The clamp-loader complex plays a crucial role in DNA replication by loading the β-clamp onto primed DNA to be used by the replicative polymerase. Relatively little is known about the stoichiometry, structure and assembly pathway of this complex, and how it interacts with the replicative helicase, in Gram-positive organisms. Analysis of full and partial complexes by mass spectrometry revealed that a hetero-pentameric τ3-δ-δ' Bacillus subtilis clamp-loader assembles via multiple pathways, which differ from those exhibited by the Gram-negative model Escherichia coli. Based on this information, a homology model of the B. subtilis τ3-δ-δ' complex was constructed, which revealed the spatial positioning of the full C-terminal τ domain. The structure of the δ subunit was determined by X-ray crystallography and shown to differ from that of E. coli in the nature of the amino acids comprising the τ and δ' binding regions. Most notably, the τ-δ interaction appears to be hydrophilic in nature compared with the hydrophobic interaction in E. coli. Finally, the interaction between τ3 and the replicative helicase DnaB was driven by ATP/Mg(2+) conformational changes in DnaB, and evidence is provided that hydrolysis of one ATP molecule by the DnaB hexamer is sufficient to stabilize its interaction with τ3.
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http://dx.doi.org/10.1093/nar/gkt173DOI Listing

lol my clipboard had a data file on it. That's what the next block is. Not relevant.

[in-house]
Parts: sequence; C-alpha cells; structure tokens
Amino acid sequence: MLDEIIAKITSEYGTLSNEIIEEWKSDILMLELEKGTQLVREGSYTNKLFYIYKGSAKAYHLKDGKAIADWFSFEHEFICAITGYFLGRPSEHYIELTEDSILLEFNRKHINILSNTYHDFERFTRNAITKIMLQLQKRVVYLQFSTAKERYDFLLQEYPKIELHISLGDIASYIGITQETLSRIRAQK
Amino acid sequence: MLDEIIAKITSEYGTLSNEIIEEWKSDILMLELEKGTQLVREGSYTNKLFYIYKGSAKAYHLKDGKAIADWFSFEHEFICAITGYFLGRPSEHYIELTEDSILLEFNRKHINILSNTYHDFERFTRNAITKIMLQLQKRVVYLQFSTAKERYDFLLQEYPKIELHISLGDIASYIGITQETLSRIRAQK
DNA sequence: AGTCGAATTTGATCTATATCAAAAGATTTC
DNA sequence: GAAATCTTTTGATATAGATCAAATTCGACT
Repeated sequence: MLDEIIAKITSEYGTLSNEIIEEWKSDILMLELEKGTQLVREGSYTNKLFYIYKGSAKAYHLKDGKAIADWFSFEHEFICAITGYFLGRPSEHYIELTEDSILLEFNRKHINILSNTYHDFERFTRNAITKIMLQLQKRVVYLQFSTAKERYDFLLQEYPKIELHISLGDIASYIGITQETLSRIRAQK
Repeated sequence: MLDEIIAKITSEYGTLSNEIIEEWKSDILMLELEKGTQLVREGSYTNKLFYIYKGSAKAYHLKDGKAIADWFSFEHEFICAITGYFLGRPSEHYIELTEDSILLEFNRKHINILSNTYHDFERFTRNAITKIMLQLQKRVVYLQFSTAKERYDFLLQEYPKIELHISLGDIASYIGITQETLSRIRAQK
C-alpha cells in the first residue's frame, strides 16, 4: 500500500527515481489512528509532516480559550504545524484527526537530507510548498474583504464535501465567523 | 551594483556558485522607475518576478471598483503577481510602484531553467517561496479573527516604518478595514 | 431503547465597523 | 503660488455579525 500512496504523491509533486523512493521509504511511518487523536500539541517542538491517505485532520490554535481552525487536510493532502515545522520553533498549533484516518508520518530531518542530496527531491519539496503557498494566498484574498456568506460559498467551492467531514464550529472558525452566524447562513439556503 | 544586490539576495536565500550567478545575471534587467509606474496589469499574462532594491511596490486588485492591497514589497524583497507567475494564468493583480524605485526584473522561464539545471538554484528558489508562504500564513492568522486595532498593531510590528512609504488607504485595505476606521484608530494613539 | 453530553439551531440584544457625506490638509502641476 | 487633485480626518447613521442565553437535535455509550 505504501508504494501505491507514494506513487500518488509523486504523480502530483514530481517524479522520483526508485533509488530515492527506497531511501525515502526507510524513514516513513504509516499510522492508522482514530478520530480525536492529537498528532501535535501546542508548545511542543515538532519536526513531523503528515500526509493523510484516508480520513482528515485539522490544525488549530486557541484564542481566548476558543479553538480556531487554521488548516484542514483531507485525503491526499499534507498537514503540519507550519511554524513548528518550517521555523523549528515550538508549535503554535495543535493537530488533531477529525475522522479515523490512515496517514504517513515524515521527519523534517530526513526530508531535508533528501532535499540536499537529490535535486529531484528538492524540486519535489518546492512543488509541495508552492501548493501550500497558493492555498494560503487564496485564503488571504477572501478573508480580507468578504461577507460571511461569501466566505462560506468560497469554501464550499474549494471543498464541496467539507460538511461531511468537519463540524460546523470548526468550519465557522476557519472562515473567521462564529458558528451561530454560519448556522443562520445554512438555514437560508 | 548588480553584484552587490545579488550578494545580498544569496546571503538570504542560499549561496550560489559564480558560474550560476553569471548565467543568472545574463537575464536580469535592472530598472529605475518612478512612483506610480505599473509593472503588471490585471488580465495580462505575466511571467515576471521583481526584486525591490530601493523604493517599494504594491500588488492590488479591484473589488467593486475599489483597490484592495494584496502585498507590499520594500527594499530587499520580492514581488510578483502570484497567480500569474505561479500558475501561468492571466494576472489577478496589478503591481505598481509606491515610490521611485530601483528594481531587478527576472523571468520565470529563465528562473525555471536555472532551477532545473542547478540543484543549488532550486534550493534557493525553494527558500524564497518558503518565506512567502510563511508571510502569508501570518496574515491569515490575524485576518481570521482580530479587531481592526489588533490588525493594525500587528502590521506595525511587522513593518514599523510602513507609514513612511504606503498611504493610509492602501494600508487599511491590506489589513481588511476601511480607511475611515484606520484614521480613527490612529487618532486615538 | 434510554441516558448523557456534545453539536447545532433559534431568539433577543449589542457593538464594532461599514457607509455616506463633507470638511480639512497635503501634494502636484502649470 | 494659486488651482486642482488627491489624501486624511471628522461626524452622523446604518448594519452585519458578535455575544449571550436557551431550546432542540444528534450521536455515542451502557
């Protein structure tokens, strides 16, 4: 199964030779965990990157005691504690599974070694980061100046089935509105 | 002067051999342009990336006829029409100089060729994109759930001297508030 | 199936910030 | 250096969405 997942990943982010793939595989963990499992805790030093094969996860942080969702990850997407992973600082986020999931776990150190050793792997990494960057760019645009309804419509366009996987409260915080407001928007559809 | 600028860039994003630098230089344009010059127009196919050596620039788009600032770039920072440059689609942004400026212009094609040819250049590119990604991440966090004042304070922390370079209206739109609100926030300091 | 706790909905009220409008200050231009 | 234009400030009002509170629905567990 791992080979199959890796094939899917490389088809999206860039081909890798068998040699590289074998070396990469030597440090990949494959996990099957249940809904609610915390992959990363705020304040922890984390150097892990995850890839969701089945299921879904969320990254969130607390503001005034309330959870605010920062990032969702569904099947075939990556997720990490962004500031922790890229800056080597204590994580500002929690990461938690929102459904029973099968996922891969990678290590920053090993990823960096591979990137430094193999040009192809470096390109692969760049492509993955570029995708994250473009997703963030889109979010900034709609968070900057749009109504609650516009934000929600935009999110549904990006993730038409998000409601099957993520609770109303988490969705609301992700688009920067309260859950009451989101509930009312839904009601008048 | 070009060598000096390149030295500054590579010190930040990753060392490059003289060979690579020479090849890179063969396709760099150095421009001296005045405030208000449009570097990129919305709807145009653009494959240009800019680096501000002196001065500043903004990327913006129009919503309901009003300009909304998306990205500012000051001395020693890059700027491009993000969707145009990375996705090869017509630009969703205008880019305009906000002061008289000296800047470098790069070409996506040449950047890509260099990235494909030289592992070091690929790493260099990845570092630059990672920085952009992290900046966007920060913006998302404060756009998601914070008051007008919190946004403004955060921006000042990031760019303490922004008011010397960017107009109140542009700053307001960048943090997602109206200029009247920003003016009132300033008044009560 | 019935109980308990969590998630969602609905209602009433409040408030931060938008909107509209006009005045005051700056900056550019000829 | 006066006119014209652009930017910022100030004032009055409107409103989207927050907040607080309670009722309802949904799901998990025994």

http://www.ncbi.nlm.nih.gov/pmc/articles/PMC3643586PMC
May 2013

QconCAT standard for calibration of ion mobility-mass spectrometry systems.

J Proteome Res 2012 Nov 9;11(11):5564-72. Epub 2012 Oct 9.

Manchester Institute of Biotechnology, Michael Barber Centre for Mass Spectrometry, School of Chemistry, University of Manchester, Manchester, M1 7DN, United Kingdom.

Ion mobility-mass spectrometry (IM-MS) is a useful technique for determining information about analyte ion conformation in addition to mass/charge ratio. The physical principles that govern the mobility of an ion through a gas in the presence of a uniform electric field are well understood, enabling rotationally averaged collision cross sections (Ω) to be directly calculated from measured drift times under well-defined experimental conditions. However, such "first principle" calculations are not straightforward for Traveling Wave (T-Wave) mobility separations due to the range of factors that influence ion motion through the mobility cell. If collision cross section information is required from T-Wave mobility separations, then calibration of the instruments using known standards is essential for each set of experimental conditions. To facilitate such calibration, we have designed and generated an artificial protein based on the QconCAT technology, QCAL-IM, which upon proteolysis can be used as a universal ion mobility calibration standard. This single unique standard enables empirical calculation of peptide ion collision cross sections from the drift time on a T-Wave mobility instrument.
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http://dx.doi.org/10.1021/pr3005327DOI Listing
November 2012

Resolving structural isomers of monosaccharide methyl glycosides using drift tube and traveling wave ion mobility mass spectrometry.